Figure 1 (A,B): Supine plain abdominal radiographs obtained two days before presentation (A) and on the day of admission (B) shows a migrated stent in the left iliac region (white arrow in A), which then shows further migration into the right iliac fossa (black arrow in B), with dilated small bowel loops in the lower abdomen and pelvis (B)

Click here to view
Figure 2 (A-D): Axial (A,B) and coronal reformatted (C,D) contrastenhanced CT scans of the abdomen and pelvis show the migrated stent entrapped at the ileocecal junction (white arrow in A), protruding into the cecal lumen (curved arrow in c), with resultant dilatation of the small bowel loops with mild fluid accumulation (white arrow heads in B, arrows in D). The distal small bowel loops are edematous with inflammatory fat stranding in the adjacent mesentery

Click here to view

In addition, the gall bladder (GB) was grossly distended with mild wall thickening and mild pericholecystic fluid. A 2.0 Χ 1.3 cm-sized sludge ball was noted impacted in the terminal CBD extending up to the proximal CBD (2.2 cm in diameter), with intrahepatic biliary duct dilatation [Figure 3]. The overall features were suggestive of an obstructive biliopathy, complicated by acute cholecystitis. We made a diagnosis of intestinal obstruction and obstructive biliopathy, both complications related to the dislodged / migrated biliary stent. In view of sepsis and deranged liver function tests, urgent percutaneous biliary drainage (PTBD) was attempted, which failed as the patient was uncooperative; hence, a cholecystostomy was performed. After her biliary sepsis settled, the patient underwent a successful nonoperative endoscopic removal of the migrated stent. The postoperative period was uneventful.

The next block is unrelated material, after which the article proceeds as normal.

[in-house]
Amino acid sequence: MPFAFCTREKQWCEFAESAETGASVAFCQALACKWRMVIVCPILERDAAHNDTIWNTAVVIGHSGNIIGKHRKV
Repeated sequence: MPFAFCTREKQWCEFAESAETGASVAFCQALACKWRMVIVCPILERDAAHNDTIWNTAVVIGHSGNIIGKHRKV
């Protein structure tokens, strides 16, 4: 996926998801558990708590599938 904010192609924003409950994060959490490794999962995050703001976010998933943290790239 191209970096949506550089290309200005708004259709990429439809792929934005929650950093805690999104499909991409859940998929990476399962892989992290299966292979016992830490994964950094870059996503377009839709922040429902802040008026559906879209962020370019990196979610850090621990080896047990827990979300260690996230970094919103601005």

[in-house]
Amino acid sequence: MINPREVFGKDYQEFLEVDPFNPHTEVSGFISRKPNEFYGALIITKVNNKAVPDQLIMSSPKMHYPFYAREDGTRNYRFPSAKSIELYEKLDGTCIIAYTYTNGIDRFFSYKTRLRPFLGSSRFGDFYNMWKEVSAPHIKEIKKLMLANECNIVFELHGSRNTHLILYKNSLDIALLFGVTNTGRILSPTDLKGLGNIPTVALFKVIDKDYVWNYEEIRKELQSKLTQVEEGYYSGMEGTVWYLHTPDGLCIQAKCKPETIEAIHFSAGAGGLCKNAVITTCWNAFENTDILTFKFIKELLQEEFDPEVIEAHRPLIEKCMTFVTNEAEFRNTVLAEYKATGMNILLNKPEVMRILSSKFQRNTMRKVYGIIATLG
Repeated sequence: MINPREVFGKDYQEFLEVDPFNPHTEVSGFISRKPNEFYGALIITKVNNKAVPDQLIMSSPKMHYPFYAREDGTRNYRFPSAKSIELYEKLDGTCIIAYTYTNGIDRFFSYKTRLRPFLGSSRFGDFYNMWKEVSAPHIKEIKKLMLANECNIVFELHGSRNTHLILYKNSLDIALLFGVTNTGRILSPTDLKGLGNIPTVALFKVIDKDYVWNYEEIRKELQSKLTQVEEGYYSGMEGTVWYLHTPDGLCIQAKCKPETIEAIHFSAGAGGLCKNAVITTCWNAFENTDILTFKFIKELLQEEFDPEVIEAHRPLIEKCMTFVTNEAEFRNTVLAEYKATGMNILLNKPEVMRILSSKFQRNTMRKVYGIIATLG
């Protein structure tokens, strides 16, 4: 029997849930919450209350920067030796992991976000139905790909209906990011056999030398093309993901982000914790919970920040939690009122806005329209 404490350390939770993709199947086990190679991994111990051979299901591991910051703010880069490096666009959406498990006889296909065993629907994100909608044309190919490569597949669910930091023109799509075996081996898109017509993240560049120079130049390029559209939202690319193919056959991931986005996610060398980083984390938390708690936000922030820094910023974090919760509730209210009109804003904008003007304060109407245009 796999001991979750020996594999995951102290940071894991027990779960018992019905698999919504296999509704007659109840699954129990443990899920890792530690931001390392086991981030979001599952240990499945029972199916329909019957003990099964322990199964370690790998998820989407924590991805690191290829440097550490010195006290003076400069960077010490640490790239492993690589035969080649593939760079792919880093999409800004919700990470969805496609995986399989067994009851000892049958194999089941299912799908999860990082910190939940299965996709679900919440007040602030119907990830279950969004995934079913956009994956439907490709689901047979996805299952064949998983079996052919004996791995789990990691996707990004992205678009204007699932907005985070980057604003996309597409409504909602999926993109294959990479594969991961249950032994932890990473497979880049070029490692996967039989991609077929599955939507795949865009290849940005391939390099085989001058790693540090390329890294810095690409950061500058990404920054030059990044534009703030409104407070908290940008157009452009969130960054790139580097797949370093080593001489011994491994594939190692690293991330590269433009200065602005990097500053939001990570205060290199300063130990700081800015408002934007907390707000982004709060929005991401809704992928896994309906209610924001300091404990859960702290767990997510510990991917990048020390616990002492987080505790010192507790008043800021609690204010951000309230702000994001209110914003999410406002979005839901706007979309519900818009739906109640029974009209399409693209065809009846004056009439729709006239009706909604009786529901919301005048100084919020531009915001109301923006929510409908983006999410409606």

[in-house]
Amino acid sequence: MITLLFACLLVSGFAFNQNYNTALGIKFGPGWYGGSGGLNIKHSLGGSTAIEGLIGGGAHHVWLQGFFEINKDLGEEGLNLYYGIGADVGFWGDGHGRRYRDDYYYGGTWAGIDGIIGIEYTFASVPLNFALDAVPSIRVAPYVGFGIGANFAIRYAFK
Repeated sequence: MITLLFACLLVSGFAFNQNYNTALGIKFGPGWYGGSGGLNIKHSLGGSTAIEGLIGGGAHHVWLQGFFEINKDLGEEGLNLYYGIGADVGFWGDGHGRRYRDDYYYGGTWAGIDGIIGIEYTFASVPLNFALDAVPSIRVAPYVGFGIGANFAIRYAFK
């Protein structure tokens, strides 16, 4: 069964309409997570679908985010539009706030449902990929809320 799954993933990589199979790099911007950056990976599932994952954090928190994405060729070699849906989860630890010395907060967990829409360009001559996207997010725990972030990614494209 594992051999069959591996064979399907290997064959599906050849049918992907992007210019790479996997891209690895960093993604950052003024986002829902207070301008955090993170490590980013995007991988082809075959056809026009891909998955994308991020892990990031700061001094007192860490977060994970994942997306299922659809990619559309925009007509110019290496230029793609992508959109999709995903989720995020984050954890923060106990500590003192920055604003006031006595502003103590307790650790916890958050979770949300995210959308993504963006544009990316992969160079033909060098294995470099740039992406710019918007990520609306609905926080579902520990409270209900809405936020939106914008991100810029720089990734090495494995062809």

Figure 3 (A,B): Axial (A) and coronal reformatted (B) contrastenhanced CT scans of the abdomen show an impacted sludge ball (black arrow in B) at the terminal common bile duct (CBD) leading to the proximal CBD and intrahepatic biliary duct dilatation (white arrowhead in A). Mild pericholecystic fluid and gall bladder wall thickening (black arrowhead in B) suggest acute cholecystitis

Click here to view

   Discussion Top

First introduced in 1979, endoscopy-guided plastic biliary stent insertion has a well-established role in a wide variety of obstructive biliary and pancreatic disorders. [2],[3],[4]

The most common complications are stent occlusion and cholangitis. [5],[6] Other less common complications include cholecystitis, duodenal perforation, bleeding, pancreatitis, and stent fracture. [3],[4],[7],[8],[9],[10] Bowel wall penetration resulting in enteroenteric fistula formation, sigmoid diverticular perforation, [6] and perforations of the small bowel [11] have been reported. Distal stent migration occurs in 5 - 10% of the cases. [12] Straight plastic stents, previous intra-abdominal surgery, hernia, and diverticular disease are risk factors for complications after distal stent migration. [13] The risk of stent migration is higher in benign biliary strictures than in malignant strictures. Multiple biliary stent placements decrease the frequency of migration. Increasing indications for stent insertion have contributed to a growing number of reports relating to unusual distal intestinal complications. [13]